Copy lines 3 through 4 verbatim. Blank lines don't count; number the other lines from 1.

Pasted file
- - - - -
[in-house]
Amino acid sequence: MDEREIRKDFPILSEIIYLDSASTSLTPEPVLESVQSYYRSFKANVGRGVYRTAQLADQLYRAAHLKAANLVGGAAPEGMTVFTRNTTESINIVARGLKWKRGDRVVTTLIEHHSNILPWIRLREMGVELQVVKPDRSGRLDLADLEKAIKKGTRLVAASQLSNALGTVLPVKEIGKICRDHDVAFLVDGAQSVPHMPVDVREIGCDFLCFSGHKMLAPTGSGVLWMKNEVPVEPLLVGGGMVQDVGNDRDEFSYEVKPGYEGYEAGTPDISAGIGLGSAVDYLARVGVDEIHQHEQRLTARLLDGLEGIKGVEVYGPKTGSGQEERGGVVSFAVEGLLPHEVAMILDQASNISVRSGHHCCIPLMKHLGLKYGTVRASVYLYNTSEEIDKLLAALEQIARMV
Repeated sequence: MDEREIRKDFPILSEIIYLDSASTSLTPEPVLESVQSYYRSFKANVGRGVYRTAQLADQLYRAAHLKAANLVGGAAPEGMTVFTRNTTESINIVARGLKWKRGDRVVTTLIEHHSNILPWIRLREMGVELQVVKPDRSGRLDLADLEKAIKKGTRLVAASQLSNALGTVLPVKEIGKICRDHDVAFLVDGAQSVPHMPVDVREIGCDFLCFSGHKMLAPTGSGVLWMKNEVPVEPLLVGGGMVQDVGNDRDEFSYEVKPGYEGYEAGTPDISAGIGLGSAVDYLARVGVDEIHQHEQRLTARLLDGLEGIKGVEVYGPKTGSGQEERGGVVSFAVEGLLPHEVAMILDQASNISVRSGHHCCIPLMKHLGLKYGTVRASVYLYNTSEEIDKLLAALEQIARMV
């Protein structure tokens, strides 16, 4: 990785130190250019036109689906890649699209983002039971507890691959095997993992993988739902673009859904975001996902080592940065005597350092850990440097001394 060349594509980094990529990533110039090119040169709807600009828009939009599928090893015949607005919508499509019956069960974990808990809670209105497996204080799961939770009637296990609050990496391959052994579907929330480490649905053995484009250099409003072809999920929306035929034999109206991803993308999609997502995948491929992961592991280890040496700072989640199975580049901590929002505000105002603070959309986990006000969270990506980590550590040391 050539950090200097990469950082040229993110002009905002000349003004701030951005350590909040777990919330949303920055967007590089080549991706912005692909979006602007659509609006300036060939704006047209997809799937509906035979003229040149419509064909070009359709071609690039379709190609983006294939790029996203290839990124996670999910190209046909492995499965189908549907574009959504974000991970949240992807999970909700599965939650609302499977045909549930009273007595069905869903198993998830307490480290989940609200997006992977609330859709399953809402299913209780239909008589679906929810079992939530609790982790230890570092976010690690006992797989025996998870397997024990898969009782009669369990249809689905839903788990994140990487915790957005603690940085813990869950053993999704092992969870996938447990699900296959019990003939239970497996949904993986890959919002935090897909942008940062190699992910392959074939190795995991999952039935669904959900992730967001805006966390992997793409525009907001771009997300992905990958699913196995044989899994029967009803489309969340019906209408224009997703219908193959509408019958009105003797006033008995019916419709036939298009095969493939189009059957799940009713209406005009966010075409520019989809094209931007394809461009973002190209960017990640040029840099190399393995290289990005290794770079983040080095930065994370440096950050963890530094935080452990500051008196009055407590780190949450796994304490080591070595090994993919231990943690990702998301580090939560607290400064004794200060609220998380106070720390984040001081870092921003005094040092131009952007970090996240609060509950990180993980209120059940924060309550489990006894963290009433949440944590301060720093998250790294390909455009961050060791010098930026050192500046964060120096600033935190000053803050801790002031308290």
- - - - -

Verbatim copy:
Repeated sequence: MDEREIRKDFPILSEIIYLDSASTSLTPEPVLESVQSYYRSFKANVGRGVYRTAQLADQLYRAAHLKAANLVGGAAPEGMTVFTRNTTESINIVARGLKWKRGDRVVTTLIEHHSNILPWIRLREMGVELQVVKPDRSGRLDLADLEKAIKKGTRLVAASQLSNALGTVLPVKEIGKICRDHDVAFLVDGAQSVPHMPVDVREIGCDFLCFSGHKMLAPTGSGVLWMKNEVPVEPLLVGGGMVQDVGNDRDEFSYEVKPGYEGYEAGTPDISAGIGLGSAVDYLARVGVDEIHQHEQRLTARLLDGLEGIKGVEVYGPKTGSGQEERGGVVSFAVEGLLPHEVAMILDQASNISVRSGHHCCIPLMKHLGLKYGTVRASVYLYNTSEEIDKLLAALEQIARMV
């Protein structure tokens, strides 16, 4: 990785130190250019036109689906890649699209983002039971507890691959095997993992993988739902673009859904975001996902080592940065005597350092850990440097001394 060349594509980094990529990533110039090119040169709807600009828009939009599928090893015949607005919508499509019956069960974990808990809670209105497996204080799961939770009637296990609050990496391959052994579907929330480490649905053995484009250099409003072809999920929306035929034999109206991803993308999609997502995948491929992961592991280890040496700072989640199975580049901590929002505000105002603070959309986990006000969270990506980590550590040391 050539950090200097990469950082040229993110002009905002000349003004701030951005350590909040777990919330949303920055967007590089080549991706912005692909979006602007659509609006300036060939704006047209997809799937509906035979003229040149419509064909070009359709071609690039379709190609983006294939790029996203290839990124996670999910190209046909492995499965189908549907574009959504974000991970949240992807999970909700599965939650609302499977045909549930009273007595069905869903198993998830307490480290989940609200997006992977609330859709399953809402299913209780239909008589679906929810079992939530609790982790230890570092976010690690006992797989025996998870397997024990898969009782009669369990249809689905839903788990994140990487915790957005603690940085813990869950053993999704092992969870996938447990699900296959019990003939239970497996949904993986890959919002935090897909942008940062190699992910392959074939190795995991999952039935669904959900992730967001805006966390992997793409525009907001771009997300992905990958699913196995044989899994029967009803489309969340019906209408224009997703219908193959509408019958009105003797006033008995019916419709036939298009095969493939189009059957799940009713209406005009966010075409520019989809094209931007394809461009973002190209960017990640040029840099190399393995290289990005290794770079983040080095930065994370440096950050963890530094935080452990500051008196009055407590780190949450796994304490080591070595090994993919231990943690990702998301580090939560607290400064004794200060609220998380106070720390984040001081870092921003005094040092131009952007970090996240609060509950990180993980209120059940924060309550489990006894963290009433949440944590301060720093998250790294390909455009961050060791010098930026050192500046964060120096600033935190000053803050801790002031308290």